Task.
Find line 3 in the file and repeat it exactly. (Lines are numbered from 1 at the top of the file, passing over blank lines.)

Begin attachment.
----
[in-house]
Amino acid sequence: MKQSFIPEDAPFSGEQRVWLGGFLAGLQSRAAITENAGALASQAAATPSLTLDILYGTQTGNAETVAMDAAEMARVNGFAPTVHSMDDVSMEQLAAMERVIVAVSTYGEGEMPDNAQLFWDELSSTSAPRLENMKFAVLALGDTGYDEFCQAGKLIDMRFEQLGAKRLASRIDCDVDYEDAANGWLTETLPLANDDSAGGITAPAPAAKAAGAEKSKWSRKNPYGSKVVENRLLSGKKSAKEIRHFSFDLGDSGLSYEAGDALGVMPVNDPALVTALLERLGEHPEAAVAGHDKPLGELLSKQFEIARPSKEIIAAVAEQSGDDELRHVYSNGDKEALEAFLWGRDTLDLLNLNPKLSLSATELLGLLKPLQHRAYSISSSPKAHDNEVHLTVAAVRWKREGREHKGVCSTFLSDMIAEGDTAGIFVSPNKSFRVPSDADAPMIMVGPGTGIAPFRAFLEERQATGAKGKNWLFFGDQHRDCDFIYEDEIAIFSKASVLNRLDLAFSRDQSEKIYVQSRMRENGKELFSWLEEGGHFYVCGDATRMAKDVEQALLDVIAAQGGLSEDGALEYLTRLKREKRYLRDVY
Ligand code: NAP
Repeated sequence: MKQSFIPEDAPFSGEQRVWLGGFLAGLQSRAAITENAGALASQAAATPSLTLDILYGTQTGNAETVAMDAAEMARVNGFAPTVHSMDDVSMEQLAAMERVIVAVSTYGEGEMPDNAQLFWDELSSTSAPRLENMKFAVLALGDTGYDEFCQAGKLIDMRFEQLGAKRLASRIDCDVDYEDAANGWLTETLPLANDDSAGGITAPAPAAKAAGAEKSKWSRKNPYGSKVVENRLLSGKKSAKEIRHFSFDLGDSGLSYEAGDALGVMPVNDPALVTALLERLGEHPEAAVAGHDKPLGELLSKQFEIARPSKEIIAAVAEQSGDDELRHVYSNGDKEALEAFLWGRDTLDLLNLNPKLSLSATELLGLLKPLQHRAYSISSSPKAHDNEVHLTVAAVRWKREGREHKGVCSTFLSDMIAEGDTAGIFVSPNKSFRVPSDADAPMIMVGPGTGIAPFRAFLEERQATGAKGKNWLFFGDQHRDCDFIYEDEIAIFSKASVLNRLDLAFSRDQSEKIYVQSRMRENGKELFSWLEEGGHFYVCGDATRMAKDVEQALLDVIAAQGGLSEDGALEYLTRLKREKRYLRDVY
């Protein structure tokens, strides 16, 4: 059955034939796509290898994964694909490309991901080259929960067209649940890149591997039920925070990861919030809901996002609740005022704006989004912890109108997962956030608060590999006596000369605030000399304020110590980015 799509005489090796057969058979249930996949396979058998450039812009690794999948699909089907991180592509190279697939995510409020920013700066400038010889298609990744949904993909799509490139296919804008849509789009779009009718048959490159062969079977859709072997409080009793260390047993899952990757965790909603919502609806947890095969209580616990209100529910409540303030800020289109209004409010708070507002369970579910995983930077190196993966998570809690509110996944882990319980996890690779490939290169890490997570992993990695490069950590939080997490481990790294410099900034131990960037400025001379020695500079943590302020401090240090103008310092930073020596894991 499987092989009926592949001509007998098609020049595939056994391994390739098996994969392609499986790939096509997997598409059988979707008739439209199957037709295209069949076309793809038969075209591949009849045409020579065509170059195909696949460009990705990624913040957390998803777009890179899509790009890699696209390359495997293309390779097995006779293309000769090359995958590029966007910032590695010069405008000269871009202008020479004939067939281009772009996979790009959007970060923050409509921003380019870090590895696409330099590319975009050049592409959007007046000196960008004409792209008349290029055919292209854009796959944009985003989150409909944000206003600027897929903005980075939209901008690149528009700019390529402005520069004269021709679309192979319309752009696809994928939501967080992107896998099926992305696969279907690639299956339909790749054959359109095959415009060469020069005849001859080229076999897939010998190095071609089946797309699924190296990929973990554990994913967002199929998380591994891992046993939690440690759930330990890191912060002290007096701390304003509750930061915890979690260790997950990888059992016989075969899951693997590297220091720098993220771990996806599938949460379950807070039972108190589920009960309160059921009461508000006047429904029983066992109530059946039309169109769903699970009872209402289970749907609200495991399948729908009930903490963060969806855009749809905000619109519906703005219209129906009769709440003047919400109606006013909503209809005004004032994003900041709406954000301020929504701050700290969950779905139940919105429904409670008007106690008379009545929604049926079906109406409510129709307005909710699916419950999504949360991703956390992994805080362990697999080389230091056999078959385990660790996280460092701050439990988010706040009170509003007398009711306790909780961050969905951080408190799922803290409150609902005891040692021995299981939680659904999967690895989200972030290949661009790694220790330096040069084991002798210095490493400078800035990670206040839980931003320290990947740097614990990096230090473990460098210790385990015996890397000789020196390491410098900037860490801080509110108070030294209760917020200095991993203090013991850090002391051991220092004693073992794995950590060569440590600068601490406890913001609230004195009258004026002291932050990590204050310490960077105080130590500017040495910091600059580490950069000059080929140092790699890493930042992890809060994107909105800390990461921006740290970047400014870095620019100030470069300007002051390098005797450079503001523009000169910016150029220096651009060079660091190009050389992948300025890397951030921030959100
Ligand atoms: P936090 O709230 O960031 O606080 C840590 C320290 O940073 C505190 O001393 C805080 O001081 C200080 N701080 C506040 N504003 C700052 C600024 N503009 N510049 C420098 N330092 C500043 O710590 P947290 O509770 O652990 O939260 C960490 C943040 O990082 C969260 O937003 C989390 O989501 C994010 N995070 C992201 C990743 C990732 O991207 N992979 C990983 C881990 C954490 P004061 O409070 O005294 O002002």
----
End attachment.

Ligand code: NAP